Providing Services to Copyright Infringers: Roadshow Films Pty Ltd v iiNet Ltd
Forthcoming Sydney Law Review 2011. Please refer to published text for final version.
In Roadshow Films v iiNet the Australian High Court will consider whether an Internet Service Provider (ISP) can be held liable for authorising copyright infringements committed by its subscribers. The case has significant ramifications for the regulation of the internet in Australia and may colour international debates about the responsibility of ISPs towards copyright owners. The legal issues at stake are, however, relatively self-contained and the authors argue that it would be inappropriate for the High Court to seek to draw on broader issues of policy when arriving at its decision. The authors argue that the Full Federal Court erred in building its reasoning on authorisation around the expectation that termination of user accounts was required. On the contrary, iiNet was not required to suspend or terminate accounts in order to avoid liability. iiNet was, prima facie, required to pass on copyright warning notices generated by the applicants to its subscribers. However, despite having failed to take even this limited step, iiNet avoid liability thanks to the operation of s 112E of the Copyright Act 1968 (Aust.), which deems certain conduct not to constitute authorisation of infringement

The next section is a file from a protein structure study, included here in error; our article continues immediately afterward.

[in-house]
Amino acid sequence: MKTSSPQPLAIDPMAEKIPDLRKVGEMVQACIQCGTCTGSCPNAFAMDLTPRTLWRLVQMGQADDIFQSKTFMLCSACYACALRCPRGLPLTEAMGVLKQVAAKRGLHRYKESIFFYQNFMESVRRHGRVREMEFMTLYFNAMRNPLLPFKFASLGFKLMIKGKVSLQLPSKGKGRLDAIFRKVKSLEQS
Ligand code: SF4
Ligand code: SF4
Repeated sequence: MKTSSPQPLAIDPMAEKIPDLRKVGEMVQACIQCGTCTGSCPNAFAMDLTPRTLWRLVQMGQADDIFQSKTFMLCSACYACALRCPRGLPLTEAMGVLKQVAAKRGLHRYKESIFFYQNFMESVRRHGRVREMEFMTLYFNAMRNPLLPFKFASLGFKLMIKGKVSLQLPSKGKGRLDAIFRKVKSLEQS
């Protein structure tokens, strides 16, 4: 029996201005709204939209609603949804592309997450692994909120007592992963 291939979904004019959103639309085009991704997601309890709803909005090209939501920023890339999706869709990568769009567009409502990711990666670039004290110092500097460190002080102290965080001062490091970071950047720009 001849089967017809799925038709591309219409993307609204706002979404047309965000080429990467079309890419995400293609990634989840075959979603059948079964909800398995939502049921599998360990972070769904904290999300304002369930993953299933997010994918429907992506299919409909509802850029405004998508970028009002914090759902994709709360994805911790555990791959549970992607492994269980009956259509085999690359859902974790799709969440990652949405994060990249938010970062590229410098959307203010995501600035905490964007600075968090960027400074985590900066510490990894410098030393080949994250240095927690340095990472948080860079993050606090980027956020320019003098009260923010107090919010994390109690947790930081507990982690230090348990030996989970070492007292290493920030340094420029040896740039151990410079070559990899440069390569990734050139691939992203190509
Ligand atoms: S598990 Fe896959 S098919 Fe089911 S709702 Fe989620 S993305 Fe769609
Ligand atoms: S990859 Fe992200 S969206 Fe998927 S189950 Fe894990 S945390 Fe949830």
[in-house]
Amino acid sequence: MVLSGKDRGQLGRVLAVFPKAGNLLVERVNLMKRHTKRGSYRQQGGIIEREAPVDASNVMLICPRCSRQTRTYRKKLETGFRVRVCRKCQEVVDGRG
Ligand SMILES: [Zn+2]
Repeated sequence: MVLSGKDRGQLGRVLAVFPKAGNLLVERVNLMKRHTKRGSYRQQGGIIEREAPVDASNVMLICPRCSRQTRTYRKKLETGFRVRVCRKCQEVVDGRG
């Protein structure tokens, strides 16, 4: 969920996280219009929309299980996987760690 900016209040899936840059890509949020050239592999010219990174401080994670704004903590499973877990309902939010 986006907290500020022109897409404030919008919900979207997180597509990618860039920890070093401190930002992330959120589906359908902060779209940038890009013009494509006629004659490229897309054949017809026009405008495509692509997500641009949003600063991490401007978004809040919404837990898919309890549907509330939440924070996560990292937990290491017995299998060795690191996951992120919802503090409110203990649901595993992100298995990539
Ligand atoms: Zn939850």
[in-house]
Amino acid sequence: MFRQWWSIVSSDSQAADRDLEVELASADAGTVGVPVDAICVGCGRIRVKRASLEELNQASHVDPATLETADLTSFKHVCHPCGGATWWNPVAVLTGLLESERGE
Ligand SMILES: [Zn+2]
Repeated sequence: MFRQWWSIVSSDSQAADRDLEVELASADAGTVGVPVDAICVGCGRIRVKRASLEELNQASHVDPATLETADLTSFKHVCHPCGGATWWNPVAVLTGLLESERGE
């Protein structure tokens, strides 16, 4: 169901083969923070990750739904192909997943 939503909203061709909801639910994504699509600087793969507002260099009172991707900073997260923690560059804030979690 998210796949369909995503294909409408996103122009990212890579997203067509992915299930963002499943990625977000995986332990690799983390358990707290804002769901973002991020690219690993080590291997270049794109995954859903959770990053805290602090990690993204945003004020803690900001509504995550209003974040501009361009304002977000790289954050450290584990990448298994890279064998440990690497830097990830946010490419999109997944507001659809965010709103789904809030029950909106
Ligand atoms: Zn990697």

Kimberlee G. Weatherall and Robert Burrell. "Providing Services to Copyright Infringers: Roadshow Films Pty Ltd v iiNet Ltd" Sydney Law Review 33.4 (2011).